Architect, tribeswomen unite to create unique technology center

A different kind of sustainable architecture has reached to remote Loita, Kenya, where a new computer learning center and library blending modern planning and traditional Masaai decoration is now standing. Incredibly, the stunning artwork decorating the building was created from bottle caps donated from around the world after appeals went out via social media.

Originally entitled "The 15,000 Bottle Cap Project," the campaign more than met its goal with over 50,000 bottle caps coming in.

The building is the result of architect Charles Newman (pictured last in the gallery below), whose work with Under the Acacia
— a non-profit dedicated to creating sustainable projects in Kenya — and the local tribeswomen of the community. The project carried the imperative from Newman and the non-profit to ensure the local community was involved to bridge the gap between old and new.

While many younger Kenyans have begun to embrace technology, there still exists a resistance in some older generations to the encroaching influence on their traditional ways. By including the entire community in the planning phase and incorporating their traditional artwork, it was a way to introduce technology and the intended purpose of the building in a non-intrusive way.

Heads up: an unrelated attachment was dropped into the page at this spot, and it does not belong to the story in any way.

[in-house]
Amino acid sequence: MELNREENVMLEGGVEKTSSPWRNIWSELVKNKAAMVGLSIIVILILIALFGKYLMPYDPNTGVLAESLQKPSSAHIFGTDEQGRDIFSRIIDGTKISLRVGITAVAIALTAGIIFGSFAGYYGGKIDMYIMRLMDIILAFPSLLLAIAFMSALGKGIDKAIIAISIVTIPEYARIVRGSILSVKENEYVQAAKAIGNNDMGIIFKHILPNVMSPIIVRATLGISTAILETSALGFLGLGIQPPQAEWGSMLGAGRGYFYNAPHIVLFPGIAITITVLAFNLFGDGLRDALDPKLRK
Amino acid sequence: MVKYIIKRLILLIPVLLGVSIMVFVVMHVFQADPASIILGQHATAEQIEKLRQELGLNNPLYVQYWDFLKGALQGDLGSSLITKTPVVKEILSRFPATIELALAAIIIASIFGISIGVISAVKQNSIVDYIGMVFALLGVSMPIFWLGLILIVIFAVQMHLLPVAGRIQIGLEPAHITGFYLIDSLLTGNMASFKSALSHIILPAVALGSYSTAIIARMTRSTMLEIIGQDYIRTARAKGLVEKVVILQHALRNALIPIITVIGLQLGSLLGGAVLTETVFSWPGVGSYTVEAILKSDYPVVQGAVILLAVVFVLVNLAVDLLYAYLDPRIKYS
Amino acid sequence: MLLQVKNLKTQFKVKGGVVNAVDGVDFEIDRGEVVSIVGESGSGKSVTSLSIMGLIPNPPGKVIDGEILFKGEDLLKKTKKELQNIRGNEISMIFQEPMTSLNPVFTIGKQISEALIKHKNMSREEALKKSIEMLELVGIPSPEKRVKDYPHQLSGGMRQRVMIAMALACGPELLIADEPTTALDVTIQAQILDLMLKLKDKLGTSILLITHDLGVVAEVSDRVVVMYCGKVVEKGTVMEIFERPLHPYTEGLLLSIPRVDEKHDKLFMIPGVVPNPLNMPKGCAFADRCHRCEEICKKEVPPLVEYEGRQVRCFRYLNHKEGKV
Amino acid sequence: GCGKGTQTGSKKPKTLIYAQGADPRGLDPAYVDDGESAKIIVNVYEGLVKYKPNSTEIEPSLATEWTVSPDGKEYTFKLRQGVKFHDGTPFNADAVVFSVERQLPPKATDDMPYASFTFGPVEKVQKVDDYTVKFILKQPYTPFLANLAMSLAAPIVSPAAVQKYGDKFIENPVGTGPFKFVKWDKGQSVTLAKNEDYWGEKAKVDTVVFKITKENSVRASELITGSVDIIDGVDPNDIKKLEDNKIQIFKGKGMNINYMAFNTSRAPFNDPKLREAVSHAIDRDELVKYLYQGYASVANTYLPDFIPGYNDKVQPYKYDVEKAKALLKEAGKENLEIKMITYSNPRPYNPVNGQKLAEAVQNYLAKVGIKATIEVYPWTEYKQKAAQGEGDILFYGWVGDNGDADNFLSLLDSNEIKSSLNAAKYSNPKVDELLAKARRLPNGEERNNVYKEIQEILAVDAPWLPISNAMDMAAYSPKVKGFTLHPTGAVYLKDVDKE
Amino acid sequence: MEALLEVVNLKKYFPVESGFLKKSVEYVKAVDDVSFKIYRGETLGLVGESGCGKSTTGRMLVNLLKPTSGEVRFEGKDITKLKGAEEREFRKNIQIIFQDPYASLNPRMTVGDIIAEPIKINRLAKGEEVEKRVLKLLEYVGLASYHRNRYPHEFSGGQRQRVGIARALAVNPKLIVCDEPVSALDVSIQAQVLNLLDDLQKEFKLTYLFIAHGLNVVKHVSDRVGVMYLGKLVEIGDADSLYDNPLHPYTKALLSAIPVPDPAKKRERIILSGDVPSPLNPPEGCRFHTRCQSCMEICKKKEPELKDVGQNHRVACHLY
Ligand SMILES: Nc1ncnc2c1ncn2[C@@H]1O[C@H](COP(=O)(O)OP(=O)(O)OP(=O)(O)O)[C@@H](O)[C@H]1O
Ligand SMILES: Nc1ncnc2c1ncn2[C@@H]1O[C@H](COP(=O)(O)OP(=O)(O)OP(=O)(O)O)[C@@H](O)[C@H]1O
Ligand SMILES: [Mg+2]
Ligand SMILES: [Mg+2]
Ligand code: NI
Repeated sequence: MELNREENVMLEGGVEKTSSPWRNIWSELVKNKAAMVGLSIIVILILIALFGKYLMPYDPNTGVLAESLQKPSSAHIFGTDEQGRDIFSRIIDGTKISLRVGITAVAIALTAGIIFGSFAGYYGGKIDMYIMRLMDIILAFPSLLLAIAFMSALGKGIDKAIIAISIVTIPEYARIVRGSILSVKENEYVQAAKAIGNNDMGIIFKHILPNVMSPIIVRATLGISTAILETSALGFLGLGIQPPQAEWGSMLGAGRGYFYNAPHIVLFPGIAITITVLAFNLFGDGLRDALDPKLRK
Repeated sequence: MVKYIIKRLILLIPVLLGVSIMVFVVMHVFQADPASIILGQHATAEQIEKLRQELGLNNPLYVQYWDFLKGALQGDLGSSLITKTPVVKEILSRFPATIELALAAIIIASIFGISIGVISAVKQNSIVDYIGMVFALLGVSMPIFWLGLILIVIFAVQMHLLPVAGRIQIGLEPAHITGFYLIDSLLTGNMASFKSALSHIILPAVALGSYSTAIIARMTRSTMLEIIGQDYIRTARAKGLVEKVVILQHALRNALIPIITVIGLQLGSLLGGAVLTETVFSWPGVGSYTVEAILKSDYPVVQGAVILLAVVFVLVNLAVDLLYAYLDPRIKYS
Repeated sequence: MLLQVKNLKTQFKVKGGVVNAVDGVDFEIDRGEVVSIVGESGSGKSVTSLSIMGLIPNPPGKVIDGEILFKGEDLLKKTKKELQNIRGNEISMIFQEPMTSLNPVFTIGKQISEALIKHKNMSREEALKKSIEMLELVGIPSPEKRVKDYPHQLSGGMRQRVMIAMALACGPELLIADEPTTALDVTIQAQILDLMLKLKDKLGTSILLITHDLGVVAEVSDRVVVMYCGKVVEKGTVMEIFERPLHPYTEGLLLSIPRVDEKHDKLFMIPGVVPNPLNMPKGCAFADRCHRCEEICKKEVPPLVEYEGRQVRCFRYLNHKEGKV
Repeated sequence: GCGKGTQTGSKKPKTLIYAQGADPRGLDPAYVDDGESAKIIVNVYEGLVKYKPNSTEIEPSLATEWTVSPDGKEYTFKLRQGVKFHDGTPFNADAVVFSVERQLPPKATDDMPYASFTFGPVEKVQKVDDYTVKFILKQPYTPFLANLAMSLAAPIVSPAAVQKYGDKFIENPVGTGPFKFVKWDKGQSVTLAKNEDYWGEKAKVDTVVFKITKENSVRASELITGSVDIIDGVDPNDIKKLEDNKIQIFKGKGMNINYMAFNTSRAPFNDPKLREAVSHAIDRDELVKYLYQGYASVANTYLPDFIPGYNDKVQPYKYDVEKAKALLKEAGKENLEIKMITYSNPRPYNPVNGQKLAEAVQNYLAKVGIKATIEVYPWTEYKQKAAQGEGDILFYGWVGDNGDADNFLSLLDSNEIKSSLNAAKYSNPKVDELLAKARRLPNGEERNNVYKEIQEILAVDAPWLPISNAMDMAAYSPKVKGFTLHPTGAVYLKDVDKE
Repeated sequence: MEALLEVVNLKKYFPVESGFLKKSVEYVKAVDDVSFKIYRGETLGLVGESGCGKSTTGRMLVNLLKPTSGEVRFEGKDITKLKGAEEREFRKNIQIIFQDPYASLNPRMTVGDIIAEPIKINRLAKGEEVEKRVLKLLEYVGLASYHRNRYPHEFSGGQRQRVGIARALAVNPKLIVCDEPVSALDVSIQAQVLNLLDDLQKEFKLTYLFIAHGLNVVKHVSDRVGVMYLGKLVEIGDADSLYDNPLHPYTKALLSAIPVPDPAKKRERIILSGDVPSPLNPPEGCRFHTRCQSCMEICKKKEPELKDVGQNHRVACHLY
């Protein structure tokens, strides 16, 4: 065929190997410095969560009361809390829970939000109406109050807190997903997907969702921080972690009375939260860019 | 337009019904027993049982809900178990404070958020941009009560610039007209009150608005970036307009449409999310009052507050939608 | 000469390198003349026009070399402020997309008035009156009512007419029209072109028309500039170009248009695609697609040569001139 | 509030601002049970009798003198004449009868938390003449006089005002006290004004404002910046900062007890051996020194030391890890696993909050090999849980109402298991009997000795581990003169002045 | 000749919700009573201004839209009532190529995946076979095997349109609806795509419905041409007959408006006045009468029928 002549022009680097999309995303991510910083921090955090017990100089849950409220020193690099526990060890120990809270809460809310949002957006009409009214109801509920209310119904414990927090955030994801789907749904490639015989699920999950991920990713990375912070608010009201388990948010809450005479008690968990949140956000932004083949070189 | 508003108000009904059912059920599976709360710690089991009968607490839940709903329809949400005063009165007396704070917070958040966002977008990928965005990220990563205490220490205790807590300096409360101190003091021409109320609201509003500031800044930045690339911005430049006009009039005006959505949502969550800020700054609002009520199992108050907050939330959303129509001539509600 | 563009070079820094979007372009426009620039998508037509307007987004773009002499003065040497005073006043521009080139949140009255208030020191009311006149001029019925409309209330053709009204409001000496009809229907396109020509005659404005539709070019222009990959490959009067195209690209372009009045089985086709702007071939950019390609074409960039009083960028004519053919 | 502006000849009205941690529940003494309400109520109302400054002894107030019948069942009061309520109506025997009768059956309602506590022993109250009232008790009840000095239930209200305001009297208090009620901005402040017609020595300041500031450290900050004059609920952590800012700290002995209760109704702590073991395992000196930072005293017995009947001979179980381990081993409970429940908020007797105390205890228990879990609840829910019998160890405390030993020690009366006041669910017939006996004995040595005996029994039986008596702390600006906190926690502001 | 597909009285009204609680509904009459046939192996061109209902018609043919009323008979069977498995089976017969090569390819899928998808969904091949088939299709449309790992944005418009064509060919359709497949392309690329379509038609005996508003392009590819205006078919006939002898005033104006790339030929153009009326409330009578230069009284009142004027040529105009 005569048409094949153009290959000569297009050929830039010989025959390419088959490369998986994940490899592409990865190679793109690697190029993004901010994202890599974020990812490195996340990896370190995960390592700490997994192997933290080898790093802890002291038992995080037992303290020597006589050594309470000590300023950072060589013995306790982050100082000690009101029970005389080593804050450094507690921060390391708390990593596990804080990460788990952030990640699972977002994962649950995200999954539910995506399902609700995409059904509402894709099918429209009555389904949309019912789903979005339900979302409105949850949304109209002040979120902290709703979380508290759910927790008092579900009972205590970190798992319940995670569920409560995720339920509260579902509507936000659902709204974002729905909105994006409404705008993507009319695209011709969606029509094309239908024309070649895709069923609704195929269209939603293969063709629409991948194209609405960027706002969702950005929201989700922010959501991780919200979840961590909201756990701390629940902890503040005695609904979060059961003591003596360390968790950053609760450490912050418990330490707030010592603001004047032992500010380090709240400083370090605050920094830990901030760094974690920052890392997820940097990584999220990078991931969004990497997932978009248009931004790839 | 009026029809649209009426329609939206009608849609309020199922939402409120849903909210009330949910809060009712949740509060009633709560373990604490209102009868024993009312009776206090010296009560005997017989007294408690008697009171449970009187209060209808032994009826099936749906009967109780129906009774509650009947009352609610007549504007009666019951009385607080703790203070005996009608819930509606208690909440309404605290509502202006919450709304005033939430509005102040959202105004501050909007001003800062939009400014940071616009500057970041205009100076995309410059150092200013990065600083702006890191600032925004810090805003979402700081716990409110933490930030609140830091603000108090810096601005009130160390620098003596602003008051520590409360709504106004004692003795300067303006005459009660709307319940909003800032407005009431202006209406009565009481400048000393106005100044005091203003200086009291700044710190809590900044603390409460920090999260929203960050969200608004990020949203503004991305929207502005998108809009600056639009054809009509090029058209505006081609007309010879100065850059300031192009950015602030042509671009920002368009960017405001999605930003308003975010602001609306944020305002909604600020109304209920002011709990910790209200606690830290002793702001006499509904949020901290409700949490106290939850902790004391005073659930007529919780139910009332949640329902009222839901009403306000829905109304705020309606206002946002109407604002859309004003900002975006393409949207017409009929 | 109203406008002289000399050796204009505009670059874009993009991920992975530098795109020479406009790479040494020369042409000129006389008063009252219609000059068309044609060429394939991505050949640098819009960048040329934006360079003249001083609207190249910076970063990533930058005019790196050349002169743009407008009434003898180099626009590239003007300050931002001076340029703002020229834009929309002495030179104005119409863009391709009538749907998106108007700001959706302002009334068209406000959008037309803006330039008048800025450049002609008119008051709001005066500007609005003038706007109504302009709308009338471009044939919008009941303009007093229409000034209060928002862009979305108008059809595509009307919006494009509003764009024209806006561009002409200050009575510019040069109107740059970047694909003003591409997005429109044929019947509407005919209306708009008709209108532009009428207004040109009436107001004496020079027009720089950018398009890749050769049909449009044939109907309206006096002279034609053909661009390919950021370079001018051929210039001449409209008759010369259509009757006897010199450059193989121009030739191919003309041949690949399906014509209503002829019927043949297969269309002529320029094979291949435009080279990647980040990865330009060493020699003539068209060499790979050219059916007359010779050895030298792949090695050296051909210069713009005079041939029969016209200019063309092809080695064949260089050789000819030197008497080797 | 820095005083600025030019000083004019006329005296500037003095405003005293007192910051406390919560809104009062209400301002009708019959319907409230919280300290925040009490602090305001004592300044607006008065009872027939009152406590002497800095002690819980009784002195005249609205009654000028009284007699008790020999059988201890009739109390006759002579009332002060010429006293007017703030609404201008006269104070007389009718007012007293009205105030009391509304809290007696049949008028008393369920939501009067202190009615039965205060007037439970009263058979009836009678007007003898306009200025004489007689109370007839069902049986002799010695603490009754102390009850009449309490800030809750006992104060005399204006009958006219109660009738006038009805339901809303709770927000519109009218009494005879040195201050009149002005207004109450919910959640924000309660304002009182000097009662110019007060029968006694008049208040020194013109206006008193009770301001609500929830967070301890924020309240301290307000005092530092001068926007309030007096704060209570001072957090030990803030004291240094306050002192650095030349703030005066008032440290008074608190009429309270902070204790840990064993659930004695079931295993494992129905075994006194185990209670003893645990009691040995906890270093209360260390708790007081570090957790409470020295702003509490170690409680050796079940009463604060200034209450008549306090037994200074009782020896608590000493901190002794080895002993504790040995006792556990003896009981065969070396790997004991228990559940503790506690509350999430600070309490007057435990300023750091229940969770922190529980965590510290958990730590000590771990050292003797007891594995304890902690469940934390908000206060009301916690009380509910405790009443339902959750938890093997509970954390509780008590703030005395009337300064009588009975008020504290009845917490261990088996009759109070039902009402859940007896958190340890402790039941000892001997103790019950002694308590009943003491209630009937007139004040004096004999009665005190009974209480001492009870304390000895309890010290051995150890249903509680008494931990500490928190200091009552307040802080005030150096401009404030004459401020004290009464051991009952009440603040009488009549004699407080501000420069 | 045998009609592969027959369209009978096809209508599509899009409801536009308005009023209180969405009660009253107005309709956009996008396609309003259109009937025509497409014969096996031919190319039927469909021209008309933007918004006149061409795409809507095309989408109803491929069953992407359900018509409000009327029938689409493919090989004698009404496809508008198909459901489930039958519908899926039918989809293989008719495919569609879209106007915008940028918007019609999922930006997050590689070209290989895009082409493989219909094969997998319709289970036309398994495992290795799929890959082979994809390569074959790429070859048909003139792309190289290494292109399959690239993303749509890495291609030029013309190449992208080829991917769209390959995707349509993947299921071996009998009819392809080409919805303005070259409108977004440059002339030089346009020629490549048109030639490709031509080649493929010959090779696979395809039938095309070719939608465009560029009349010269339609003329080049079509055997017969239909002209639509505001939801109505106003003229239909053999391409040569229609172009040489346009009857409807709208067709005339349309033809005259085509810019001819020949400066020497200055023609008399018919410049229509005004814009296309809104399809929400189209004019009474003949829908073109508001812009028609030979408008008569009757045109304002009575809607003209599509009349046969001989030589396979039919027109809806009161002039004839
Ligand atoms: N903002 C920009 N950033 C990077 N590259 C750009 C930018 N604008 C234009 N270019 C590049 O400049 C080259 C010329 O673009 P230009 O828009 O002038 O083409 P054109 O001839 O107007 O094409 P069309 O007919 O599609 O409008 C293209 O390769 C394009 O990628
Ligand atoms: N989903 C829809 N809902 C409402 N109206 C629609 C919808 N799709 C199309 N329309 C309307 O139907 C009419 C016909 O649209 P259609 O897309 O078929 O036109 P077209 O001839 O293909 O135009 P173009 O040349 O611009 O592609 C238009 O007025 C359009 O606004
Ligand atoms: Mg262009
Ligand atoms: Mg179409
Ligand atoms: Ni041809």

Though previous projects in the area had used stone as a method of construction, Newman had wanted to mimic the construction of the local homes by using cow dung. In the end, due to drought and lack of available herds, he ended up using a modified wattle and daub technique.

Because Masaai design is so distinctive, Newman knew from the start the tribeswomen would be the only ones who could translate it. It also served to get them curious and involved in the project as a way of preserving some of their culture. These women sorted some 50,000 bottle caps by size and color and applied them to the building as the finishing design.

Having felt tied to Kenya after a stint there serving in Engineers Without Borders, Newman found Under the Acacia project through friends and was impressed with their results oriented mission to create sustainable projects in remote areas.

In this case, they went above and beyond the call as the building used sustainable techniques via the recycled bottle caps and promotes future sustainability through continued education and growth.

Via Inhabitat

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